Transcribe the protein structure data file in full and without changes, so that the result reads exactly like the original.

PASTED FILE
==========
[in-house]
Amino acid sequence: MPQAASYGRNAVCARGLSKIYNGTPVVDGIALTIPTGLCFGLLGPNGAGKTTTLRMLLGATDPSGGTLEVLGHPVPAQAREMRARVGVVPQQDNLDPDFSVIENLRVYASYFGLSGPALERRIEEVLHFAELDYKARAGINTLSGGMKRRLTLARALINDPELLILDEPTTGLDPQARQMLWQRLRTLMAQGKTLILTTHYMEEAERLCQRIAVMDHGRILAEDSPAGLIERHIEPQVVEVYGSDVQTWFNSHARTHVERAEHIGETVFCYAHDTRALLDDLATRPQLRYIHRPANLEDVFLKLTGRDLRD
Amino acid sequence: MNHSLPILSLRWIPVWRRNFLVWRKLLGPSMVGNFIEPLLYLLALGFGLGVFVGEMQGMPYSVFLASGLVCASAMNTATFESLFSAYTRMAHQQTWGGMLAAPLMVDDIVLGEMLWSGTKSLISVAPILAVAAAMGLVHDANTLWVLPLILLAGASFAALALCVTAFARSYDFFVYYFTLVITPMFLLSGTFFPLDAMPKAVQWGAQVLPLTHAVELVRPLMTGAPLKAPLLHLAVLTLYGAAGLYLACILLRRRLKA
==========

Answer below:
[in-house]
Amino acid sequence: MPQAASYGRNAVCARGLSKIYNGTPVVDGIALTIPTGLCFGLLGPNGAGKTTTLRMLLGATDPSGGTLEVLGHPVPAQAREMRARVGVVPQQDNLDPDFSVIENLRVYASYFGLSGPALERRIEEVLHFAELDYKARAGINTLSGGMKRRLTLARALINDPELLILDEPTTGLDPQARQMLWQRLRTLMAQGKTLILTTHYMEEAERLCQRIAVMDHGRILAEDSPAGLIERHIEPQVVEVYGSDVQTWFNSHARTHVERAEHIGETVFCYAHDTRALLDDLATRPQLRYIHRPANLEDVFLKLTGRDLRD
Amino acid sequence: MNHSLPILSLRWIPVWRRNFLVWRKLLGPSMVGNFIEPLLYLLALGFGLGVFVGEMQGMPYSVFLASGLVCASAMNTATFESLFSAYTRMAHQQTWGGMLAAPLMVDDIVLGEMLWSGTKSLISVAPILAVAAAMGLVHDANTLWVLPLILLAGASFAALALCVTAFARSYDFFVYYFTLVITPMFLLSGTFFPLDAMPKAVQWGAQVLPLTHAVELVRPLMTGAPLKAPLLHLAVLTLYGAAGLYLACILLRRRLKA